Manning agents plead for equal protection over disability claims
The dropping of the escrow provision in the Senate version of Magna Carta for Seafarers alarms manning agencies
Capt. Reynaldo Casareo of Cargo Safeway, Inc. during his filing of a graft case versus two erring voluntary arbitrators of the National Conciliation and Mediation Board in 2022 that is now pending at the Office of the Ombudsman.
Rumors of the scrapping of the escrow provision in the Senate version of the proposed Magna Carta for Seafarers have alarmed manning agents.
Captain Reynaldo Casareo, president of Cargo Safeway Inc., one of the biggest crewing agencies in the country, said Wednesday the Senate Committee on Migrant Workers headed by Senator Raffy Tulfo should clarify whether or not the Senate bill will have an escrow provision like the MCS version already passed by the House of Representatives.
Casareo said they want protection against seafarers who collude with ambulance chasers to get payments for permanent disability suffered on duty when the injury is not really permanent.
“Senator Tulfo, please also listen to the agencies and shipowners being abused by ambulance chasers and not those seafarer groups that clearly have different intensions,” Casareo said.
Another manning executive who requested not to be named also appealed to the senator.
“If Senator Tulfo has indeed believed that the escrow provision is
anti-seafarer, then this is bad. It was supposed to help ship owners that are providing opportunities to our seafarers. We hope he will listen to us.”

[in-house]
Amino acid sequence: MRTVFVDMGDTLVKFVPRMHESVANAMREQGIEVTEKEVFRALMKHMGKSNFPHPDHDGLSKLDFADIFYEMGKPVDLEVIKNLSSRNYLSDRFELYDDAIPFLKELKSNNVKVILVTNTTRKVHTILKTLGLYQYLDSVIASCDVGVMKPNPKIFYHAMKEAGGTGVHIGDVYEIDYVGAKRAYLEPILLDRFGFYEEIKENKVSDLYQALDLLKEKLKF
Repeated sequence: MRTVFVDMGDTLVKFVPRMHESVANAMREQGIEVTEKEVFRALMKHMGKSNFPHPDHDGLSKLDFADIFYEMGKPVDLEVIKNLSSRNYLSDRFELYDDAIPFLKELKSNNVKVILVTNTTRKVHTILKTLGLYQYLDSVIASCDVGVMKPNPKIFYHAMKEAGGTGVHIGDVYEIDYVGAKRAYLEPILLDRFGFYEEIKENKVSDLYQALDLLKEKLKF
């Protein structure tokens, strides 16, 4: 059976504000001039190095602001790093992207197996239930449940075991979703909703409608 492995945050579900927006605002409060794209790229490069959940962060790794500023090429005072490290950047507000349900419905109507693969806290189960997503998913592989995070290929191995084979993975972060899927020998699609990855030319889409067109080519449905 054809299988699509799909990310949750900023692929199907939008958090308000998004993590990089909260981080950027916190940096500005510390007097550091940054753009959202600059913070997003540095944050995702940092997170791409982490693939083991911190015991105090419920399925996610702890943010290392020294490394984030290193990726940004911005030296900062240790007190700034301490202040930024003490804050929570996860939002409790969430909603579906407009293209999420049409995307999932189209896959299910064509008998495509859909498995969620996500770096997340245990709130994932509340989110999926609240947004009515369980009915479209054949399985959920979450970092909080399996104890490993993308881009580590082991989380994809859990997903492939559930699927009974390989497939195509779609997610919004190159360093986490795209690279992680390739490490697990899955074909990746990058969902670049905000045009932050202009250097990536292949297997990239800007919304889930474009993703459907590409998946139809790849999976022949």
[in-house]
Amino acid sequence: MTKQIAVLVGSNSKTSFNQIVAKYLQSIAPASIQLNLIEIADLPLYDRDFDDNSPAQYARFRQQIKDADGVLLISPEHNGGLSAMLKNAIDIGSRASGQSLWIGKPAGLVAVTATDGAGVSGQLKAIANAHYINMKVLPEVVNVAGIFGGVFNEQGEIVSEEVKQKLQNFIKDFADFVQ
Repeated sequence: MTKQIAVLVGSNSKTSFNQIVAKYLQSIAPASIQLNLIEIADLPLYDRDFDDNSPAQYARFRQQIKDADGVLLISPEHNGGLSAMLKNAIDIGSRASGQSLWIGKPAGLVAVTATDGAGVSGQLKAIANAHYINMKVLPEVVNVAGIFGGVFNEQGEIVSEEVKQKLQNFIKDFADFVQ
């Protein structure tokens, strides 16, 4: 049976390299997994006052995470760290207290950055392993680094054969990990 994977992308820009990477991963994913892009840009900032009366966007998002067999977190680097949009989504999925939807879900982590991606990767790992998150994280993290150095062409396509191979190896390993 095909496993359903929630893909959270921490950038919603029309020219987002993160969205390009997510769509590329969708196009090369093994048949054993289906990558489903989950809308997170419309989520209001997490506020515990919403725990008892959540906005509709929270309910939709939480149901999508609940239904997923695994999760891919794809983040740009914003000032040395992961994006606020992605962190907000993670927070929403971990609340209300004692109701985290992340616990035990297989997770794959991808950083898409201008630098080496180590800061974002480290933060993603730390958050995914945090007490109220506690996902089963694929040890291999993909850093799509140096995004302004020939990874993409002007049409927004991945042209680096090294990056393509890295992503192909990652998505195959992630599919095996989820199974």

Kabayan Partylist Representative Ron Salo, chairman of the House Committee on Overseas Workers Affairs, inserted in the MCS bill the provision for the creation of an escrow account that would strengthen the fight against ambulance chasing.
Co-author and OFW
Party-list Rep. Marissa “Del Mar” Magsino earlier said the provision was intended to address the inimical practice of ambulance chasing perpetrated by unscrupulous lawyers and litigants to the prejudice of employers and manning agencies.
“The proposal is to place in escrow the monetary award (for disability claims) in favor of a seafarer if the employer or manning agency concerned has appealed the decision for judicial review,” Magsino said.
“To counter-balance it, the seafarer is given the option to file a corresponding bond as a security, if he wishes to move for the execution of the decision pending appeal. These twin mechanisms are precise to prevent the dissipation of the monetary award in the hands of the winning party in the absence of a final judgment,” she said.
During the Maritime Familiarization Workshop for Media organized by the seafarers’ union AMOSUP over the weekend, Atty. Iris Baguilat, chairperson of the ALMA Maritime Group and president of Dohle Seafront Crewing (Manila), said seafarer deployment dwindles yearly because of several factors, including the rampant illegal practice of ambulance chasing.
Quoting the employers’ group International Maritime Employers’ Council, Baguilat said “Ambulance chasing is the biggest threat to Filipino seafarer employability” since it made them expensive due to their lawyers’ erroneous claims.
She said that the Department of Migrant Workers reported that, based on National Conciliation and Mediation Board data alone for 2018 to 2022, between 28 percent and 30 percent of the monetary awards by NCMB amounting to over P2.57 billion have been reversed by higher courts for being erroneous.
“Most of this award has not been returned to the shipowners,” Baguilat said.
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